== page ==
By Mass Communication Specialist 2nd Class David R. Finley Jr., Navy Office of Community Outreach
Photo By Mass Communication Specialist 2nd Class Jackson G. Brown
NAVAL SUPPORT ACTIVITY BAHRAIN – Petty Officer 2nd Class Levelle Jacobs, a Waldorf, Maryland, native, joined the Navy to make a better life for himself.
Now, seven years later and half a world away at Naval Support Activity (NSA) Bahrain, Jacobs serves as the leading-edge of the Navy the nation needs.
“It can be challenging dealing with all the different personalities on the base,” said Jacobs. “It takes communication and understanding to achieve the mission.”
Jacobs, a 2010 graduate of Westlake, is a master-at-arms at NSA Bahrain, forward-deployed to the Arabian Gulf region in the Navy’s U.S. 5th Fleet.
“As a master-at-arms, I am responsible for providing security for the base and keeping everyone safe,” said Jacobs.
Jacobs credits success in Bahrain, and in the Navy, to many of the lessons learned in Waldorf.
“Growing up in Maryland, I learned to see things from different perspectives,” said Jacobs. “This has helped me relate to sailors from all backgrounds.”
U.S. 5th Fleet directs naval operations to ensure maritime security and stability in the Central Region, which connects the Mediterranean Sea and Pacific Ocean through the western Indian Ocean. They work with partner nations to ensure freedom of navigation and the free flow of commerce in international waterways.
NSA Bahrain enables the forward operations and responsiveness of U.S. 5th Fleet and allied forces in support of Navy Region Europe, Africa and Southwest Asia’s mission to provide services to the fleet, warfighter and family.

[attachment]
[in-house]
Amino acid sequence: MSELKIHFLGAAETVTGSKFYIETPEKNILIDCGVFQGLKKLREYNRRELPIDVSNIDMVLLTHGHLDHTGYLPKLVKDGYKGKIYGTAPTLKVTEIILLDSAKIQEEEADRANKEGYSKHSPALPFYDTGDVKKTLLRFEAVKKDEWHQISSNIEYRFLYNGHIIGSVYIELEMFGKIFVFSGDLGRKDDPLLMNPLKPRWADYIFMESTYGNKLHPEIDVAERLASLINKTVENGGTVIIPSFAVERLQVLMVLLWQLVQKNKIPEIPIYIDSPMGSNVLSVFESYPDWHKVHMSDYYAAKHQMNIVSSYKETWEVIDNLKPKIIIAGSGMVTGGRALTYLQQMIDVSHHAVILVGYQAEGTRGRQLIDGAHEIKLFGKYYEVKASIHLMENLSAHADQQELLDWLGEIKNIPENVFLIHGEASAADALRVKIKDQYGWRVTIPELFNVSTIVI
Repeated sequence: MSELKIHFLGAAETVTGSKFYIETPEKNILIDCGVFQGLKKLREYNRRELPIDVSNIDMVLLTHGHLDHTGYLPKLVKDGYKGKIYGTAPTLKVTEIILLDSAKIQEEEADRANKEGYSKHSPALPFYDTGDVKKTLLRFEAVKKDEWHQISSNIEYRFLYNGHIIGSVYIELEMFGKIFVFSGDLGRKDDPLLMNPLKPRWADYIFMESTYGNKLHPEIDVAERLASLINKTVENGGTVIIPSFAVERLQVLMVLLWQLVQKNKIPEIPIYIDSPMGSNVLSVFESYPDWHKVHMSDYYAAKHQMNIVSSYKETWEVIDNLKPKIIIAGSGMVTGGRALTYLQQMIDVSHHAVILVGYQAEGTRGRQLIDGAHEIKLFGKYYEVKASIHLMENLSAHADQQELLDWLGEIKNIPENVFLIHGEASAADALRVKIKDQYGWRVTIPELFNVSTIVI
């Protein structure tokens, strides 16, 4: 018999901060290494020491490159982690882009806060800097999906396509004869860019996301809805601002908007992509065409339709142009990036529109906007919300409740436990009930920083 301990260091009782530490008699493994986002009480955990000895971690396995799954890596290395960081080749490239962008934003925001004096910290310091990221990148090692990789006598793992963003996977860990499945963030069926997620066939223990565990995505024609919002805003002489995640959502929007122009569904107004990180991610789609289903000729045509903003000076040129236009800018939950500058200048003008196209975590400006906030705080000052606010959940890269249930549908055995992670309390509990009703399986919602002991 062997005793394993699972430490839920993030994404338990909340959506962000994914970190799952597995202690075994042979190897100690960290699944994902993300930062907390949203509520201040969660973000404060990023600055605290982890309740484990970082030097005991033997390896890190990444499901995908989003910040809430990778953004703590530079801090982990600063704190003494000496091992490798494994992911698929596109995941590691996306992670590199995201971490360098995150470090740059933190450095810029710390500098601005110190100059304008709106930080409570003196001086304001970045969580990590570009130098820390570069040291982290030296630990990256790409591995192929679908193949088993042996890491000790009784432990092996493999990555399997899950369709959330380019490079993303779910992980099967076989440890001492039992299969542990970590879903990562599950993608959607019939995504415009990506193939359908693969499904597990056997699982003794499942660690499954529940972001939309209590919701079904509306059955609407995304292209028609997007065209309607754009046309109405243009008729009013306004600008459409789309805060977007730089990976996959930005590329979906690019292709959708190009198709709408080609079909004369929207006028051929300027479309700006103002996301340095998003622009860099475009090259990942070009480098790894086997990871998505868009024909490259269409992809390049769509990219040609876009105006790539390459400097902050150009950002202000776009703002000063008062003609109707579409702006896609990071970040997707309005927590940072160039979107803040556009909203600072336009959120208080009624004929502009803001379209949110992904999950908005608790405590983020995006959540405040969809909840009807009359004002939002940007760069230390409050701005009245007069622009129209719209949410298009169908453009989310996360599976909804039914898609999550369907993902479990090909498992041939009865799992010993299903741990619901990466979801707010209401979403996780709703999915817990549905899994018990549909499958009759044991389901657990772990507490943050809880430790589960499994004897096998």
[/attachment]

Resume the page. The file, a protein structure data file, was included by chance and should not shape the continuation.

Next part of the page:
“Working in anti-terrorism and force protection is a huge responsibility,” said Jacobs. “It is our job to keep the base safe and protect Navy assets.”
The Navy’s U.S. 5th Fleet area of operations encompasses about 2.5 million square miles of ocean, and includes the Arabian Gulf, Gulf of Oman, Red Sea and parts of the Indian Ocean. This expanse, comprised of 20 countries, includes three critical choke points; the Strait of Hormuz, the Suez Canal and the Strait of Bab al Mandeb at the southern tip of Yemen.
“The culture is unique here in Bahrain. I enjoy the learning new things and meeting people out in town,” said Jacobs.
Serving in the Navy means Jacobs is part of a world that is taking on new importance in America’s focus on rebuilding military readiness, strengthening alliances and reforming business practices in support of the National Defense Strategy.
A key element of the Navy the nation needs is tied to the fact that America is a maritime nation, and that the nation’s prosperity is tied to the ability to operate freely on the world’s oceans. More than 70 percent of the Earth’s surface is covered by water; 80 percent of the world’s population lives close to a coast; and 90 percent of all global trade by volume travels by sea.
“Our priorities center on people, capabilities and processes, and will be achieved by our focus on speed, value, results and partnerships,” said Secretary of the Navy Richard V. Spencer. “Readiness, lethality and modernization are the requirements driving these priorities.”
Though there are many ways for sailors to earn distinction in their command, community, and career, Jacobs is most proud of getting promoted to petty officer second class.
“Getting the opportunity to serve the Navy and see my hard work payoff is a big accomplishment,” said Jacobs.
As a member of one of the U.S. Navy’s most relied upon assets, Jacobs and other sailors know they are part of a legacy that will last beyond their lifetimes contributing the Navy the nation needs.
“I am proud to be an ambassador for the Navy,” said Jacobs. “I know I must represent this organization in a positive manner.”